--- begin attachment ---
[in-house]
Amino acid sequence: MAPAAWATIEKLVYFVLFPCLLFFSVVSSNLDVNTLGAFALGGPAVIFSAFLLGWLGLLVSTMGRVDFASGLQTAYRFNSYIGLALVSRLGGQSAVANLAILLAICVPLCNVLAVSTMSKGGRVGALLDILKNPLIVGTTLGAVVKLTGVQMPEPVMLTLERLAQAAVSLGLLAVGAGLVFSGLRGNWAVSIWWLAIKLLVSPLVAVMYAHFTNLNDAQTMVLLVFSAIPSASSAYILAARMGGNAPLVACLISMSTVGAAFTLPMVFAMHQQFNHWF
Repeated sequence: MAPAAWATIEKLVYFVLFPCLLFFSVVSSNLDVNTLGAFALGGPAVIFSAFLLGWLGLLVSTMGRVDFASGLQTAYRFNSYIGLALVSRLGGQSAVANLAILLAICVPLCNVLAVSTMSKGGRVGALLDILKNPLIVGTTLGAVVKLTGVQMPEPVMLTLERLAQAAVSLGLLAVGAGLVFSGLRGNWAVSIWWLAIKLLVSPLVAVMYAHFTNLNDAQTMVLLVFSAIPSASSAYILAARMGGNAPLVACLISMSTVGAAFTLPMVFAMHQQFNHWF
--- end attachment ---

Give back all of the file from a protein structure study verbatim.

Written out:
[in-house]
Amino acid sequence: MAPAAWATIEKLVYFVLFPCLLFFSVVSSNLDVNTLGAFALGGPAVIFSAFLLGWLGLLVSTMGRVDFASGLQTAYRFNSYIGLALVSRLGGQSAVANLAILLAICVPLCNVLAVSTMSKGGRVGALLDILKNPLIVGTTLGAVVKLTGVQMPEPVMLTLERLAQAAVSLGLLAVGAGLVFSGLRGNWAVSIWWLAIKLLVSPLVAVMYAHFTNLNDAQTMVLLVFSAIPSASSAYILAARMGGNAPLVACLISMSTVGAAFTLPMVFAMHQQFNHWF
Repeated sequence: MAPAAWATIEKLVYFVLFPCLLFFSVVSSNLDVNTLGAFALGGPAVIFSAFLLGWLGLLVSTMGRVDFASGLQTAYRFNSYIGLALVSRLGGQSAVANLAILLAICVPLCNVLAVSTMSKGGRVGALLDILKNPLIVGTTLGAVVKLTGVQMPEPVMLTLERLAQAAVSLGLLAVGAGLVFSGLRGNWAVSIWWLAIKLLVSPLVAVMYAHFTNLNDAQTMVLLVFSAIPSASSAYILAARMGGNAPLVACLISMSTVGAAFTLPMVFAMHQQFNHWF